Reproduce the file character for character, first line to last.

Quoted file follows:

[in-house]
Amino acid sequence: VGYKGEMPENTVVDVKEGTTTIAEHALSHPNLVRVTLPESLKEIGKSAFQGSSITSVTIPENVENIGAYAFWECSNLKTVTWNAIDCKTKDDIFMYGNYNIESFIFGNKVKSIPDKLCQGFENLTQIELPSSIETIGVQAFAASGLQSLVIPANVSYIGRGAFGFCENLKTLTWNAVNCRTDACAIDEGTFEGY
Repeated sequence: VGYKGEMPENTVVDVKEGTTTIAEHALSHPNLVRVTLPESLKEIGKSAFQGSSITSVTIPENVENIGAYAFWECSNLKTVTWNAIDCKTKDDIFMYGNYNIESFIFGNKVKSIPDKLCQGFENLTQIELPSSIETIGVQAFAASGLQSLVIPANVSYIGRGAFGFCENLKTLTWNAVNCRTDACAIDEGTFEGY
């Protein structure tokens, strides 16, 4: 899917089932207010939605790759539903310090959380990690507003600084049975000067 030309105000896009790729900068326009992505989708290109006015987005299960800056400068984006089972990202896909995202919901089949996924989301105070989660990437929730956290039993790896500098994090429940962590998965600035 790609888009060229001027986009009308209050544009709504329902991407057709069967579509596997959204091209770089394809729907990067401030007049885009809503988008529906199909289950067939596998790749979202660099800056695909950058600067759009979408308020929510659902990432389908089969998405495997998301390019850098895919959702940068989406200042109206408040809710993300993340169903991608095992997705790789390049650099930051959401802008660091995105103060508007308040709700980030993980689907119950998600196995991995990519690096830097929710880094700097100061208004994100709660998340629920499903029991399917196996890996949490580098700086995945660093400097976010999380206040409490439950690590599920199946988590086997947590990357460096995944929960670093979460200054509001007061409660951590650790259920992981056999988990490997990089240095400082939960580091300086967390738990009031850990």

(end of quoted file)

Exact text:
[in-house]
Amino acid sequence: VGYKGEMPENTVVDVKEGTTTIAEHALSHPNLVRVTLPESLKEIGKSAFQGSSITSVTIPENVENIGAYAFWECSNLKTVTWNAIDCKTKDDIFMYGNYNIESFIFGNKVKSIPDKLCQGFENLTQIELPSSIETIGVQAFAASGLQSLVIPANVSYIGRGAFGFCENLKTLTWNAVNCRTDACAIDEGTFEGY
Repeated sequence: VGYKGEMPENTVVDVKEGTTTIAEHALSHPNLVRVTLPESLKEIGKSAFQGSSITSVTIPENVENIGAYAFWECSNLKTVTWNAIDCKTKDDIFMYGNYNIESFIFGNKVKSIPDKLCQGFENLTQIELPSSIETIGVQAFAASGLQSLVIPANVSYIGRGAFGFCENLKTLTWNAVNCRTDACAIDEGTFEGY
């Protein structure tokens, strides 16, 4: 899917089932207010939605790759539903310090959380990690507003600084049975000067 030309105000896009790729900068326009992505989708290109006015987005299960800056400068984006089972990202896909995202919901089949996924989301105070989660990437929730956290039993790896500098994090429940962590998965600035 790609888009060229001027986009009308209050544009709504329902991407057709069967579509596997959204091209770089394809729907990067401030007049885009809503988008529906199909289950067939596998790749979202660099800056695909950058600067759009979408308020929510659902990432389908089969998405495997998301390019850098895919959702940068989406200042109206408040809710993300993340169903991608095992997705790789390049650099930051959401802008660091995105103060508007308040709700980030993980689907119950998600196995991995990519690096830097929710880094700097100061208004994100709660998340629920499903029991399917196996890996949490580098700086995945660093400097976010999380206040409490439950690590599920199946988590086997947590990357460096995944929960670093979460200054509001007061409660951590650790259920992981056999988990490997990089240095400082939960580091300086967390738990009031850990």